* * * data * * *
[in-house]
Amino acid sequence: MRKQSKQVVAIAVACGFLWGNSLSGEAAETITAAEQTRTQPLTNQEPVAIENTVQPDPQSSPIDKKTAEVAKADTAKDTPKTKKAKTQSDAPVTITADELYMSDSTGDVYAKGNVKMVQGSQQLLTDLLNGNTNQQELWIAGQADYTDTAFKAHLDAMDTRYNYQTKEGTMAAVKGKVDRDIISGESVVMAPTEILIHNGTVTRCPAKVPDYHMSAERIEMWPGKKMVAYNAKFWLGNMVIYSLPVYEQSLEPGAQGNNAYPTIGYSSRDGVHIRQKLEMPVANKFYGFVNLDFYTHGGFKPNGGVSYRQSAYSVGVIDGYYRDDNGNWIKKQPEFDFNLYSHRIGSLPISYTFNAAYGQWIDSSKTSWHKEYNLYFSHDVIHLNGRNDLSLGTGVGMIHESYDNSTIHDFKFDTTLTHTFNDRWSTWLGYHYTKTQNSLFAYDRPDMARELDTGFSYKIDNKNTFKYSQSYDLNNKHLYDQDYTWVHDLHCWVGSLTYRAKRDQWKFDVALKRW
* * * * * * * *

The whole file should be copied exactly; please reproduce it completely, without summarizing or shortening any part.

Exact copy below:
[in-house]
Amino acid sequence: MRKQSKQVVAIAVACGFLWGNSLSGEAAETITAAEQTRTQPLTNQEPVAIENTVQPDPQSSPIDKKTAEVAKADTAKDTPKTKKAKTQSDAPVTITADELYMSDSTGDVYAKGNVKMVQGSQQLLTDLLNGNTNQQELWIAGQADYTDTAFKAHLDAMDTRYNYQTKEGTMAAVKGKVDRDIISGESVVMAPTEILIHNGTVTRCPAKVPDYHMSAERIEMWPGKKMVAYNAKFWLGNMVIYSLPVYEQSLEPGAQGNNAYPTIGYSSRDGVHIRQKLEMPVANKFYGFVNLDFYTHGGFKPNGGVSYRQSAYSVGVIDGYYRDDNGNWIKKQPEFDFNLYSHRIGSLPISYTFNAAYGQWIDSSKTSWHKEYNLYFSHDVIHLNGRNDLSLGTGVGMIHESYDNSTIHDFKFDTTLTHTFNDRWSTWLGYHYTKTQNSLFAYDRPDMARELDTGFSYKIDNKNTFKYSQSYDLNNKHLYDQDYTWVHDLHCWVGSLTYRAKRDQWKFDVALKRW